Connected with the World yet Out of Touch with our Immediate Surroundings

Ben Stein starts his Everybody's Business Column of August 24 (NYT) Connected, Yes, But Hermetically Sealed by quoting Jean-Jacques Rousseau "Man is born free, and everywhere he is in chains"...

The chains in question are not physical ones but rather of the electronic kind.

We can share our meaningful and meaningless moments with friends and strangers alike.
We keep working after hours by having access to our e-mail and the web on the go 'thanks' to our Blackberries and I Phones.

Can't we just turn our devices off for an hour while having dinner and show some social skills.

Does being opened to the world 24/7 and flooded with a constant stream of news bits make us miss on what's most important, things and people in our immediate surroundings.

There are still places that live on a different beat.

Ben Stein tells us: "I spent much of the summer in my beloved Sandpoint, Idaho, far north in the Panhandle, overlooking Lake Pend Oreille. People there still have some freedom of thought. They walk along the streets without phones. They ride in their boats and water-ski or fish without any talking over the airwaves. They talk to one another. They look up at the sky. Children line up to swing on a rope over Sand Creek and then drop into the creek. Businesspeople walk to their appointments, greeting the people they see, not talking to a small plastic box. In other words, they are connected to the glorious Bonner County sky and water and land, and, most of all, connected to their own ruminations."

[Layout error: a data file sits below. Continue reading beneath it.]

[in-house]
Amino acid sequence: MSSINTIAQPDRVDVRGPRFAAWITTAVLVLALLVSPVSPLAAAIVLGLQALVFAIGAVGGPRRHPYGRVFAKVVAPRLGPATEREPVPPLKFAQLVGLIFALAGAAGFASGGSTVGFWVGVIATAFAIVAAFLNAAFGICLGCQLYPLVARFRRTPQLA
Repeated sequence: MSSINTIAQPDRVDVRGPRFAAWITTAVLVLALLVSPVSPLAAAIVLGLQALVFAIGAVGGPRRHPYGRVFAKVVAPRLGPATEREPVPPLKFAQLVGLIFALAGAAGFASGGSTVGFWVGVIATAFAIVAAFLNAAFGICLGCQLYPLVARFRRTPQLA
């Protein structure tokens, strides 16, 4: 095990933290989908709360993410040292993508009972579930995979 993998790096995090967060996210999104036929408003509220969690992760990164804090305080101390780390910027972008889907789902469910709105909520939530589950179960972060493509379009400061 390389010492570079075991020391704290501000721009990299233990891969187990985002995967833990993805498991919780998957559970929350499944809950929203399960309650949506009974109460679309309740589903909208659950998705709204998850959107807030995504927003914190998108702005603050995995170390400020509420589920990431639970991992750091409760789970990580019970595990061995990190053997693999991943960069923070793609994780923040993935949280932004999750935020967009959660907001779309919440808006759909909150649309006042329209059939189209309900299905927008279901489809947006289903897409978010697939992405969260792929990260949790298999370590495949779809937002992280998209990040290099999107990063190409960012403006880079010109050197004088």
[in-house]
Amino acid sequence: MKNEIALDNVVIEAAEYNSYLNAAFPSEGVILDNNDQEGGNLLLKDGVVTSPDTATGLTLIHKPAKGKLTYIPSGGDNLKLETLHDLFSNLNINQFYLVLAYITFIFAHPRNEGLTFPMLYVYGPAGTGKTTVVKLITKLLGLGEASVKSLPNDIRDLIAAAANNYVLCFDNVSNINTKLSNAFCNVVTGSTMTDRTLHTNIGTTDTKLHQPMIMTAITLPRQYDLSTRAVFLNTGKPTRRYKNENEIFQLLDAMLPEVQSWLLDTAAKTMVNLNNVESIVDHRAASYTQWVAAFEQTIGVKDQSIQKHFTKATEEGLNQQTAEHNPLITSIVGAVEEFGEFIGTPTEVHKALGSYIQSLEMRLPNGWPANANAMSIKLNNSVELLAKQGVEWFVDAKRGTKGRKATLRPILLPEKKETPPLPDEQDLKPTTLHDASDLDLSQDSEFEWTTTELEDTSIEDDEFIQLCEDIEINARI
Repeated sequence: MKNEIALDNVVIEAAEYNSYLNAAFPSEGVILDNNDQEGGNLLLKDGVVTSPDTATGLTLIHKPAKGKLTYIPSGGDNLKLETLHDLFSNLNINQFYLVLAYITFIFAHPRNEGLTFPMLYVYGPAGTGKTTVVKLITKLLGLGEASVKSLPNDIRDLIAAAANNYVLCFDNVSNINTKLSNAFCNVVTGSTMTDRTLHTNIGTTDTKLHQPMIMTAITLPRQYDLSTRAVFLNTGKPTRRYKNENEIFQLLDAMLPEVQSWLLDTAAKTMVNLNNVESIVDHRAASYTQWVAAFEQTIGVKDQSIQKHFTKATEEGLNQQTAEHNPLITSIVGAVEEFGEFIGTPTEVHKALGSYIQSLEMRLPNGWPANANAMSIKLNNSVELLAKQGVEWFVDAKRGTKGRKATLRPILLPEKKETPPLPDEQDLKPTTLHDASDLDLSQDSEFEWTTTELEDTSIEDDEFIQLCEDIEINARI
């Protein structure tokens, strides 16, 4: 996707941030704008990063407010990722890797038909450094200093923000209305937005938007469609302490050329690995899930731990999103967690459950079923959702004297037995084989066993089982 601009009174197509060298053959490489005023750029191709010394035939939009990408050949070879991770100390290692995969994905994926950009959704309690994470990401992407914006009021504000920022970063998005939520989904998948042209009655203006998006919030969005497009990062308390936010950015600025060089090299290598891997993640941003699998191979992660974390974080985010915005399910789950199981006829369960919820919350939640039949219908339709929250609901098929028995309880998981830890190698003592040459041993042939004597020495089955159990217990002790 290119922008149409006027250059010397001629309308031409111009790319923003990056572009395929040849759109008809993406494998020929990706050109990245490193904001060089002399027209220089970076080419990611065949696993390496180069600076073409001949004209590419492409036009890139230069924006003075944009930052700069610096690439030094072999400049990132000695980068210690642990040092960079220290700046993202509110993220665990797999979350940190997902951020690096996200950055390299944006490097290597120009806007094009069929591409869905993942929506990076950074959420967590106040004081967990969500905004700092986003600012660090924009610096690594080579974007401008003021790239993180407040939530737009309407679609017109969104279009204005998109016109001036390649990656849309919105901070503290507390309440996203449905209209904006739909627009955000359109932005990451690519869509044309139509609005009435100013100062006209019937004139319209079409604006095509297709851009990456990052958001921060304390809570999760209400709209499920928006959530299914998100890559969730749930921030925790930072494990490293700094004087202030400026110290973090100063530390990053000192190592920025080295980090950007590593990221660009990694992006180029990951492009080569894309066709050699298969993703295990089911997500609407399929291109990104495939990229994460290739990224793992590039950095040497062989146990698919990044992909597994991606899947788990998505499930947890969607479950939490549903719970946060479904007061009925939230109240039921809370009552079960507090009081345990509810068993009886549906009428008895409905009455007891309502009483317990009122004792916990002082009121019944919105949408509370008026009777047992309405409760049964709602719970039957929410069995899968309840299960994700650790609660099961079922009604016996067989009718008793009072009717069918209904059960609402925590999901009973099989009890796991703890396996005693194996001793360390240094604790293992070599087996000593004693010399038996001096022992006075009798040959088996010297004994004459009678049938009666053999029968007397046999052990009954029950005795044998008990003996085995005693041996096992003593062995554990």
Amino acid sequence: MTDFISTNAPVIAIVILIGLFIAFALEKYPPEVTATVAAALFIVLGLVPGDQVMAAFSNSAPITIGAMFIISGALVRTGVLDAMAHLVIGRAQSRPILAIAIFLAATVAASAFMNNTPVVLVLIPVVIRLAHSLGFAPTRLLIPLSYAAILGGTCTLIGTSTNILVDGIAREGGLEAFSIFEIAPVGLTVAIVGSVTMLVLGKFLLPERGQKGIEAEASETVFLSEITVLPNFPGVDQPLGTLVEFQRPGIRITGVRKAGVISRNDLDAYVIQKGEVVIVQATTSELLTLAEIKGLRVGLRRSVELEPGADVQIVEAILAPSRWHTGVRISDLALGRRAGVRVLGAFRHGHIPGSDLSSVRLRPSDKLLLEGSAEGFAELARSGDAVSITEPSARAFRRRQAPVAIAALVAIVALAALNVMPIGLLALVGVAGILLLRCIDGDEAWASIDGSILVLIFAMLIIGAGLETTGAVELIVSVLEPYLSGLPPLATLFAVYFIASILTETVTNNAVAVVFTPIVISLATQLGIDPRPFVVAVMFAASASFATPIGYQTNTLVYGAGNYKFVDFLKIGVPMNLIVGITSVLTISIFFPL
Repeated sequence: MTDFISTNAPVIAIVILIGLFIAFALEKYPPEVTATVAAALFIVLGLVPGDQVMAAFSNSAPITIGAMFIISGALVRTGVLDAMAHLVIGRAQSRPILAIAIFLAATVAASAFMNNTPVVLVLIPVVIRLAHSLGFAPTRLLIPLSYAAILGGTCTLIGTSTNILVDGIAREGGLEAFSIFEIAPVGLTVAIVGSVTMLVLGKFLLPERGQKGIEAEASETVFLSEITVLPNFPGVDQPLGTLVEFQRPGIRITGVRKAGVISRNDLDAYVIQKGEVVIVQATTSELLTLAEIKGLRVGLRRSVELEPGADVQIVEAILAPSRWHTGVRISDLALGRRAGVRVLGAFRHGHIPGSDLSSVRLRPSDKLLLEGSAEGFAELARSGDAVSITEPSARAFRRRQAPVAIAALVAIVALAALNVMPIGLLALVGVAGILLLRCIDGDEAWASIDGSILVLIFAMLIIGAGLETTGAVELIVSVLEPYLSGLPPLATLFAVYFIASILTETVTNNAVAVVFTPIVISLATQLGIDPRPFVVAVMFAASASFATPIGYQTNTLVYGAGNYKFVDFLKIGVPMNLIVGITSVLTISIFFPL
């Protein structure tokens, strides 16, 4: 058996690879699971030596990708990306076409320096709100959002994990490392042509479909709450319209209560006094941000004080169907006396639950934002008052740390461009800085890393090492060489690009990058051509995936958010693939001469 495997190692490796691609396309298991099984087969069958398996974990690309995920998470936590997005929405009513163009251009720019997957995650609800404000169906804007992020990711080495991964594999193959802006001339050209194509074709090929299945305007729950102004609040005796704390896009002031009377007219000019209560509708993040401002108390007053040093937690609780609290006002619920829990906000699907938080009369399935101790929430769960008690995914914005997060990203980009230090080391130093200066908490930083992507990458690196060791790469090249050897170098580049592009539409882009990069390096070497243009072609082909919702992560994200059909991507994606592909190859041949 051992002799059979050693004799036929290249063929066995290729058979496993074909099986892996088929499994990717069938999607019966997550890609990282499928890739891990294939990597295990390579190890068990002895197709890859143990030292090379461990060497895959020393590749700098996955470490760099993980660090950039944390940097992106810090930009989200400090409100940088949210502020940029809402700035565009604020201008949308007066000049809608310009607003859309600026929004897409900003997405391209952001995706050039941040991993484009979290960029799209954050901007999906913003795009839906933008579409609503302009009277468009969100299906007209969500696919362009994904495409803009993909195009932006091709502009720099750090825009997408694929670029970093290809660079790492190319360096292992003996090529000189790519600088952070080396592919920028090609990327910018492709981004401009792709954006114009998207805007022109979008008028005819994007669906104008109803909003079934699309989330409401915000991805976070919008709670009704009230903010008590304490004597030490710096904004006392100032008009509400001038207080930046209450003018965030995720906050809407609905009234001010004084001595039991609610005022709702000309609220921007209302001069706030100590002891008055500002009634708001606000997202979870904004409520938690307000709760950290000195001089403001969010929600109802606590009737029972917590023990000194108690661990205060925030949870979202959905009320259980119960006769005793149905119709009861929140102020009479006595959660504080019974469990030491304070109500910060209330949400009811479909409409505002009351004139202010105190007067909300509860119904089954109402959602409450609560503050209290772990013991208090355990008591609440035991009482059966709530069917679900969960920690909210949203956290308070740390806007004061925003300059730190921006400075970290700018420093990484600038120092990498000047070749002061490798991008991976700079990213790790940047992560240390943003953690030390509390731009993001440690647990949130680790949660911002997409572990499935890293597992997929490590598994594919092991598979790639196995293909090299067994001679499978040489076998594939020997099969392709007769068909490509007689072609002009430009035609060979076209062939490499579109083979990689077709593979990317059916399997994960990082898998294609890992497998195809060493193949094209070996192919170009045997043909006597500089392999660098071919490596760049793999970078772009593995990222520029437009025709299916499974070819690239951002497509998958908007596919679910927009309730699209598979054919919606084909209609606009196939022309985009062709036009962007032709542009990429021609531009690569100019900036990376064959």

Is it a mark of self absorption, narcissism.

Did we end up defining our importance, our status by how many Tweets we send and most importantly get?

Another reminder that being Consumed is not just about financial matters.

Time is precious.

What was your last 'stolen moment'.

Old school thoughts for Monday Work Etiquette #51 in the Consumed to Thrifty realm.

Previously: Beyond 'BS" at Work: Is Straight Talk the Answer?

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